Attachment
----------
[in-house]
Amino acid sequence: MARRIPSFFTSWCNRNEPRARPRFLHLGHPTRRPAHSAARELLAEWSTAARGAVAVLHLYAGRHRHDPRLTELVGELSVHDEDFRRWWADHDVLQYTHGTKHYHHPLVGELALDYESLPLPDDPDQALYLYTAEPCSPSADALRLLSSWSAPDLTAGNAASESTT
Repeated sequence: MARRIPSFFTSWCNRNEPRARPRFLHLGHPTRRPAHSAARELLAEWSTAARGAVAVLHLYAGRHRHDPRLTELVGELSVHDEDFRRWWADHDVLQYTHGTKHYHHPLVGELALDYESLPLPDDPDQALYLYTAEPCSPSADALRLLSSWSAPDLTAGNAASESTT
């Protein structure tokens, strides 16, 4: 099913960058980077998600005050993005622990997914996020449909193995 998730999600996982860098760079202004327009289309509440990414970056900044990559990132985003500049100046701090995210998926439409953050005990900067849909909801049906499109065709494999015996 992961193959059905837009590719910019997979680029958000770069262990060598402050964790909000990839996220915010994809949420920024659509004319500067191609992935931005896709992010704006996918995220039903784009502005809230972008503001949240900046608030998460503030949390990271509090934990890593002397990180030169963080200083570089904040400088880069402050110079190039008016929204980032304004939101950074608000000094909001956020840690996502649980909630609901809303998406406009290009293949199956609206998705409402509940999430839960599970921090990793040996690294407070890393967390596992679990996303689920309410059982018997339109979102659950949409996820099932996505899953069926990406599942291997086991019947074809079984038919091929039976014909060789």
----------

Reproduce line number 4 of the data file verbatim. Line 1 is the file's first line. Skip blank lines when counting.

């Protein structure tokens, strides 16, 4: 099913960058980077998600005050993005622990997914996020449909193995 998730999600996982860098760079202004327009289309509440990414970056900044990559990132985003500049100046701090995210998926439409953050005990900067849909909801049906499109065709494999015996 992961193959059905837009590719910019997979680029958000770069262990060598402050964790909000990839996220915010994809949420920024659509004319500067191609992935931005896709992010704006996918995220039903784009502005809230972008503001949240900046608030998460503030949390990271509090934990890593002397990180030169963080200083570089904040400088880069402050110079190039008016929204980032304004939101950074608000000094909001956020840690996502649980909630609901809303998406406009290009293949199956609206998705409402509940999430839960599970921090990793040996690294407070890393967390596992679990996303689920309410059982018997339109979102659950949409996820099932996505899953069926990406599942291997086991019947074809079984038919091929039976014909060789």